Museums make me thoughtful, or maybe just a bit precious, and I was in the Pergamon museum here in Berlin today thinking that there may be no more pointless thing than going to a museum. I was having very big thoughts about museums though.
Art, I think, is about distillation. It’s about someone spending hours, months, years creating something for us to admire for a few minutes. We’re looking at all the time they spent making it; it’s all concentrated down onto a canvas or sculpture like a very high proof liquor.
And it’s also, obviously, an example of the best anyone has been able to do. Only the best distillations make it to the museum and that must have been a very cool thing a long time ago.
But these days we’re surrounded by movies, books, computer software, furniture, sitcoms that all perform the same trick every day: They take a great amount of expert effort and focus it into consumable pieces for our enjoyment. How many hundreds of man hours do you think go into a 23-minute episode of The Office? How much time did I spend dreaming up this ridiculous blog entry for you to skim for three minutes (and fortunately stumble upon this sentence)?
I think this is why so many people have to work so hard to pretend they care at all about the things they see in museums. Stand in the corner of any gallery in any museum anywhere in the world and watch how many people spend less than ten seconds at each piece of art, when they even bother to stop at in the first place.
And usually when we care the most — indicated by us snapping the greatest number of terrible pictures — it’s because we’ve seen the artwork so often before in popular culture. How often have you been anxious to see a work you hadn’t already seen reproductions of?
It seems to me seeing great art once meant much more for two principle reasons: 1) you couldn’t see a reproduction from home and 2) you couldn’t reach the art very easily. For a boy from New York to see some stuff in Berlin would have been a big deal 200 or even 20 years ago, but not now.
This got me thinking about travel in general because both points 1) and 2) are becoming less true for all sorts of things other than art; it’s easier for the world to come to you and easier for you to go to the world, which starts to erode the reasons to go traveling at all.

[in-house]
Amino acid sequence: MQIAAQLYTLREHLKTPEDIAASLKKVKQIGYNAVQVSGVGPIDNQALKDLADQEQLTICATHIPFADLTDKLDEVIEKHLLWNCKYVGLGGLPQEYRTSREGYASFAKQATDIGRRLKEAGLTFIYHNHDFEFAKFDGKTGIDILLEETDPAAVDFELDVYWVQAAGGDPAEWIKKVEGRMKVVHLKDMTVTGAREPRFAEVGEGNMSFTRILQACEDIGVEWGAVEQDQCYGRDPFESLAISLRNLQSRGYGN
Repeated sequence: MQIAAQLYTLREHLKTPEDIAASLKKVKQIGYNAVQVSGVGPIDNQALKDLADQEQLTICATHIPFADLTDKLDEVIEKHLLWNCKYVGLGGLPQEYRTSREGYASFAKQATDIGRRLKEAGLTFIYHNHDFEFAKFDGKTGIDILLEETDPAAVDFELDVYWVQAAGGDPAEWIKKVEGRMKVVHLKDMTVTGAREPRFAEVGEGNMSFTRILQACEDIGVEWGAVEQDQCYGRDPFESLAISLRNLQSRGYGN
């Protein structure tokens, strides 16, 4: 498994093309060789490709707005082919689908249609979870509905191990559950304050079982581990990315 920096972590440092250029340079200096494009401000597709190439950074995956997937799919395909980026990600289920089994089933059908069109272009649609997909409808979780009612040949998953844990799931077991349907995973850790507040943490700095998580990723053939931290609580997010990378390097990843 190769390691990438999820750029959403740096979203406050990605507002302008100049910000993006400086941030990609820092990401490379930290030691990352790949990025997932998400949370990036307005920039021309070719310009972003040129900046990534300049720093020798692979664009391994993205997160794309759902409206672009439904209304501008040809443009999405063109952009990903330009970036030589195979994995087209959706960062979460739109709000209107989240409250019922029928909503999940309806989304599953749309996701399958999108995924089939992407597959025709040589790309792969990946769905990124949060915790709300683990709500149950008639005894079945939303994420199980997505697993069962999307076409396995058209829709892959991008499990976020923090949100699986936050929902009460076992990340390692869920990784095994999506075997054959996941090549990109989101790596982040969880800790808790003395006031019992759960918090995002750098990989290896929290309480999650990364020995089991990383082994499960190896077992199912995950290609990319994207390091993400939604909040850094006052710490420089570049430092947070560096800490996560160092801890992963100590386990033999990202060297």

Need I waste a paragraph listing ways the world is coming to us? We’ve already seen reproductions of the paintings, tasted reproductions of the food, heard reproductions of the music. Etc to infinity.
And meanwhile going to the world is easier than it probably should be. Look at the twelve of us sitting here in the Heart of Gold Hostel common area in Berlin, Germany. Look at the Koreans on their wi-fi, the dressed up Europeans slurping the bottom of their cocktails, look at me sitting here typing rubbish.
Berlin, Germany, man! There was a wall keeping the world out so recently that if reunified Germany was a backpacker it wouldn’t be old enough to drink the Jager shots on tap at the hostel bar. But in 17 years visiting here has morphed from tragically impossible to impossibly easy.
That’s point 2: When seeing the painting takes no effort you end up spending ten damn seconds in front of it. And these days I look at Russia and the Middle East and say, “At least there’s still somewhere you have to work a little to get to.”
So could travel be on a collision course with itself? Is the world coming to us and us going to world becoming so easy that the magic is disappearing?
No, there won’t be empty planes in 50 years any more than there are empty museums today. We’ll still go. We’ll go because we’re supposed to. We’ll go because its a status symbol. We’ll go because there are some tastes, some colors, some sounds and feelings and sights that will never be fully diminished. And we won’t even really know it’s different, I bet. It’ll be like drinking beer when you’ve never tasted grain alcohol. That’s plenty distilled, we’ll say, wiping our mouth. We’ll hold the glass up to the light and admire it, like we do now.
Previously on Across Northern Europe:
Brook Silva-Braga is traveling northern Europe for the month of August and reuniting with some of the people he met on the yearlong trip which was the basis of his travel documentary, A Map for Saturday. You can follow his adventure in the series, Across Northern Europe.